Photos by Jacinto Ariza
The final night of the six-day Latino Fashion Week left nothing to be desired from its runway shows. The lofty theme, Art in Fashion, was an indication of just how elaborate some of the creations showcased were. Cuban designer Jorge Perez de la Habana showed wedding gowns that some women only envision in their dreams, while Paco Mayorga and Tamaris Rubio set a standard in design with no short supply of floral prints, ruffles or imagination. Todo con sabor latino, por supuesto.
Jorge Perez de la Habana’s wedding gowns took center stage at his breathtaking show. Think intricately placed stones, extreme trains and whimsical ruffles—wearable clouds any novia would be thrilled to wear as she floats down the aisle. In fact, I’m sure every woman would consider marriage for at least a few seconds after seeing some of his dresses, if for no other reason than to own one. That’s not to say that Habana has no range. His wide a spectrum of designs included simple-and-sweet, body-fitting gowns, while others were voluminous and romantic. My favorite looks of his included one with a fishtail bottom and a strapless stunner that looked like a hill of white flowers at the hips.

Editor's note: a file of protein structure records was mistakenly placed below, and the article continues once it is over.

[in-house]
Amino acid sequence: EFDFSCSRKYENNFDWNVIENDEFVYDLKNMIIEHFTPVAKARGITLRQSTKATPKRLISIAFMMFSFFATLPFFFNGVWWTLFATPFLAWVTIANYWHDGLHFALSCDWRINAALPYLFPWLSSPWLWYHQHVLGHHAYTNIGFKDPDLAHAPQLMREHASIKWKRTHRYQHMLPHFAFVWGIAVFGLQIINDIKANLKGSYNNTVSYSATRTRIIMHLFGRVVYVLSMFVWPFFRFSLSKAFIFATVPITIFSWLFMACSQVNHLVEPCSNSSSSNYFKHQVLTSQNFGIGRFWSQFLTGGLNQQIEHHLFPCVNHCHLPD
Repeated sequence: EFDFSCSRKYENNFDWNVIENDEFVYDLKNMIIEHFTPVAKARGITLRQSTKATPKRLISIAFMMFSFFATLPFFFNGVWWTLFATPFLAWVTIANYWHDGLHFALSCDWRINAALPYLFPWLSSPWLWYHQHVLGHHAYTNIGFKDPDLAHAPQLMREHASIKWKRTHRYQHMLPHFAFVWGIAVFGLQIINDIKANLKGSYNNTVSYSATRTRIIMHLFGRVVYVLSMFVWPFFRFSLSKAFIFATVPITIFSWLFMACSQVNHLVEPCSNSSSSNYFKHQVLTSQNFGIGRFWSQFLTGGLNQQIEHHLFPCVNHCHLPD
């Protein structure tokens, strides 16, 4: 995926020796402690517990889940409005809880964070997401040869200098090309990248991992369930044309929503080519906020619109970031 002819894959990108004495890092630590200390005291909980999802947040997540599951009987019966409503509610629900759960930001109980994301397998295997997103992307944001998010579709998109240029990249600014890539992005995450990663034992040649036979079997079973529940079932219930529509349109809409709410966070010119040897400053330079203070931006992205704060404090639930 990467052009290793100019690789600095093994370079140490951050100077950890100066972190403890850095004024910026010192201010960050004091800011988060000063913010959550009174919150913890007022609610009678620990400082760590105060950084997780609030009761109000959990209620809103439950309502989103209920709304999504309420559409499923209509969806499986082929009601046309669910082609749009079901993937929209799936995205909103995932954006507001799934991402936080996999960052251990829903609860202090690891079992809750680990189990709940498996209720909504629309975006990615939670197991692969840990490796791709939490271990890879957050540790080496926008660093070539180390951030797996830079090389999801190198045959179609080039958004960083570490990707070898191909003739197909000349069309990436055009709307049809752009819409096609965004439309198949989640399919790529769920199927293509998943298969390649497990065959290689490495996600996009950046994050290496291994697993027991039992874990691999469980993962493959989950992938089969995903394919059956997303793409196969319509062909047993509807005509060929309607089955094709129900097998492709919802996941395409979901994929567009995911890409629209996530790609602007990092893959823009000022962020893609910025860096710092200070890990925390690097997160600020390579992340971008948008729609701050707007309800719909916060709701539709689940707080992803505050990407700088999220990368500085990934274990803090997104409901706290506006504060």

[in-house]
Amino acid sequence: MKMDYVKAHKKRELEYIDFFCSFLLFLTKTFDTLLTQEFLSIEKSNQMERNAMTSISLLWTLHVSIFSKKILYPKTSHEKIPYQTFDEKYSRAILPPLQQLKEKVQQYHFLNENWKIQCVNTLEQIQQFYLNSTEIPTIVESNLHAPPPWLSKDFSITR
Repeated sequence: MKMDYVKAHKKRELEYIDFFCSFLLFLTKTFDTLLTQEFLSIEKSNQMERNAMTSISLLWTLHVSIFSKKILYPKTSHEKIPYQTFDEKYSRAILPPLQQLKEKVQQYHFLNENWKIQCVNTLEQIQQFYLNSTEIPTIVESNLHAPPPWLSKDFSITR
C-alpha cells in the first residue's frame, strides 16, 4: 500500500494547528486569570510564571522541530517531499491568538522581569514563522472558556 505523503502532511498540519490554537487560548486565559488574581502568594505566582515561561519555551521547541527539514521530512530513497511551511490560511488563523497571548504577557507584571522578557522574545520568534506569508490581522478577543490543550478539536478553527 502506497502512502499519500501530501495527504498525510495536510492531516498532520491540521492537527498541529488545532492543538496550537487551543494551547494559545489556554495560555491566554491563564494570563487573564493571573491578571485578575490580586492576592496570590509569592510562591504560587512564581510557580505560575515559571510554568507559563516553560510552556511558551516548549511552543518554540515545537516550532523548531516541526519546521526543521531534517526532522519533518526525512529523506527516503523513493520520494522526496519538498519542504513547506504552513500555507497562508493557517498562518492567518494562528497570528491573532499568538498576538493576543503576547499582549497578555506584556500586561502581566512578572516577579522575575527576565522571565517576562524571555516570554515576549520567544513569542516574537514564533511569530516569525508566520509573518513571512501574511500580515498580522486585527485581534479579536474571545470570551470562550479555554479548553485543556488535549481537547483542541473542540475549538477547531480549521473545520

Mexican designer Paco Mayorga was all about variety. He featured both mens- and womenswear, though the latter had more offerings. His mens line was mostly contemporary casual stuff, khakis paired with tidy button-ups. Mayorga’s touch was a hint of embroidery, which polished up the pieces. Yes, it’s a men’s shirt with flowers—and it looked good. However, his best looks were his gowns for women, which subtly revolved around a tribal jungle look: Flowing chiffon dresses of animal prints and vibrant colors with black or gold undertones. Some of his dresses were flamenco-like with head-to-toe ruffles, ruching and lace construction. Mayorga’s models feature flower-studded updo’s, como Frieda Khalo. His collection was very much ar in fashion.
Domican designer Tamaris Rubio struck the perfect note to end the runway shows for Latino Fashion Week 2011. Rubio’s collection was a lot of dramatic ’70s-style ruffles and long, flowing dresses in candy-color shades of greens and reds. A lot of her looks overflowed at the top with ruffles at the shoulders that draped over high-waist shorts. Her most impressive pieces were unevenly cut dresses that opened mid-thigh in the front and draped to the floor in the back—completely engulfed in ruffles, naturally.